The Seven Stages Of Shaming Miley Cyrus

Your comprehensive guide to being outraged at a pop star for being a pop star.

By now, you will have seen or at least read about Miley Cyrus’s provocative performance at yesterday’s VMAs. The former Disney star is the most talked-about person on the internet today, as bloggers share photos and GIFs of her fondling her crotch and twerking up on Robin Thicke, and write hand-wringing editorials pondering where it all went so very wrong for the poor lamb. Of course, this was the idea all along. Cyrus’s performance did not just happen spontaneously; it was carefully planned and executed, and its success counted on one crucial truth: that mainstream media and internet commenters love shaming and discrediting women who behave in a sexualised manner.

Everyone has a take on the song and dance routine, from gossip blogs like Gawker right through to respectable news outlets like CNN, who would never normally sully their front page with a pop star like Cyrus. Local outlets News Limited and Yahoo are presently engaged in an arms race to see who can be the most outraged, while the crew on The Project devoted a fair chunk of last night’s episode to smirking and moralising about the incident. The question of race also came up – specifically, Cyrus’s appropriation of black culture in an attempt to ‘sex up’ her formerly squeaky clean image.

Twitter users, of course, chimed in on the performance in their own mature and articulate fashion: competing to see who could come up with the most colourful way to use the word ‘whore’ in a sentence.

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While the overall tone of the response is that young Ms Cyrus should be very ashamed for flaunting her sexuality so blatantly, and should probably be sent to bed without any supper, there are several distinct narratives emerging.

‘Miley Cyrus Is Disgusting’

A sense of outrage and disgust hangs over much of the commentary around Cyrus, ‘how dare she flaunt it like that?’ being the typical reaction. “We can’t un-see what we’ve just seen, but oh how we wish we could,” began one fairly typical Yahoo editorial on the subject. Most outlets chose to illustrate this sense of disgust and dismay by showing audience reaction shots from the VMAs ceremony. One commonly-used image shows Drake averting his eyes from the spectacle in ‘gentlemanly’ fashion, while another features Rihanna giving side-eye as the members of One Direction leer behind her.

The most widely-shared image, however, is one of Will Smith and his family, their jaws hanging open in various states of shock and disbelief as they observe the performance – E! News went with this particular image as their money shot. MTV have since clarified that the photo was actually taken earlier in the night, during Lady Gaga’s performance, but nobody is letting that get in the way of a good outrage.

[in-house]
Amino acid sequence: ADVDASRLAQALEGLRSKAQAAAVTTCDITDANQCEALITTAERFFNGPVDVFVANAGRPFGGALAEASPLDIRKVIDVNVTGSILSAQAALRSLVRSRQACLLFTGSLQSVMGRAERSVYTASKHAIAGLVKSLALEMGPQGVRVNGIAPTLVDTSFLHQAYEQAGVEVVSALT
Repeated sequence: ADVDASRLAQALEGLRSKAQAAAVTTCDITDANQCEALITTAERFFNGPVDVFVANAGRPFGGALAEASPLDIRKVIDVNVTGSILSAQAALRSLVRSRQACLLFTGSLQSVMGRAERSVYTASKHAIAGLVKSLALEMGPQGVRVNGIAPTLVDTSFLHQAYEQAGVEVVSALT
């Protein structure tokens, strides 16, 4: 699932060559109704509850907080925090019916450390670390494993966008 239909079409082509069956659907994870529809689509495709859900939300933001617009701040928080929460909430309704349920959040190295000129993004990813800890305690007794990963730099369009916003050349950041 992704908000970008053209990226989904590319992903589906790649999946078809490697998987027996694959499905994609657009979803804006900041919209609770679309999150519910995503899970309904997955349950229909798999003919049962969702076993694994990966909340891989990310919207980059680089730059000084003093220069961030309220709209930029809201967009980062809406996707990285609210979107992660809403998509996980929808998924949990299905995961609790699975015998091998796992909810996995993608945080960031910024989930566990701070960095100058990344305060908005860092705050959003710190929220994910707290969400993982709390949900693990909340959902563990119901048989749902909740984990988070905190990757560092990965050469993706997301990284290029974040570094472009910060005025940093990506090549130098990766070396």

In twerking all over the stage, simulating masturbation with a foam finger and doing other varied sexualised things, Cyrus is not behaving as proper young women are supposed to. The clear implication behind these pictures of Smith and family recoiling in open-mouthed horror is that any right-thinking family person would be outraged by such a wanton display, because sex is dirty and should be kept under wraps.

‘Miley Cyrus Ruined My Childhood’

Claiming that the actions of former child stars can somehow retroactively ‘ruin’ entire childhoods is a popular internet pastime. When former Disney star Raven-Symoné came out earlier this month, various dismayed fans took to Twitter to bemoan how this had somehow sullied their childhood experiences of watching That’s So Raven. Here’s the thing, though: nobody, not even lesbians, can travel back in time and destroy your happy childhood memories, and if you think any different, then you should probably be asking yourself some serious questions about how you manage to function as an adult.

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Needless to say, after yesterday’s VMAs performance, ‘Miley Cyrus ruined my childhood’ became a popular Twitter refrain. The implication being that the emergence of Cyrus as a sexualised adult can somehow irrevocably sully an entire generation’s memories of her fresh-faced, well-scrubbed Hannah Montana character. This in itself is farcical, but it also leads to one of the more troubling aspects of the discussion. Namely:

‘Miley Cyrus Is A Slut’

Very few people (outside of Twitter) have come out and used that word, of course, but the implication is coded right there into every article. “The singer, whose song ‘We Don’t Stop’ [sic] includes drug references, seems to have finally shaken off her Hannah Montana wig and become an ‘adult star’”, began another Yahoo editorial. “And by adult star, we mean a scantily clad, twerking girl who shocked the audience (and TV viewers) with her crotch-grabbing, bump-and-grind performance alongside fellow singer Robin Thicke.”

No, you don’t. By ‘adult star’, you mean ‘slut’.

The same Yahoo piece lamented the disappearance of the ‘good girl’ of old: the Disney starlet who was ‘nowhere to be seen’ after the VMAs. The distinction here is also pretty clear. The innocent, virginal Miley Cyrus is no more, irrevocably damaged and broken in the wake of such an open display of sexuality. “While the singer has been keen to shed her teen sweetheart image, we’d like to think there are other ways of doing it,” said News Limited, helpfully reminding us all that women are allowed to be sexual, but not too sexual, lest they cross over into slut territory.

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‘Miley Cyrus Scarred My Kids For Life’

Mere hours after Cyrus’s performance, the Parents Television Council had made their displeasure known to MTV. They drafted a complaint, posted yesterday on their website, which accused the network of displaying “adults-only material to children while falsely manipulating the content rating to make parents think the content was safe for their children.” They went on to ping MTV for “marketing sexually charged messages to young children using former child stars.” Any complaint from the PTC should be taken with a grain of salt, as they are notorious for spamming the FCC with complaints, and have been called “literally terrible human beings” by none other than Seth MacFarlane. But at least they didn’t call Cyrus a whore.

‘Miley Cyrus Is A Racist’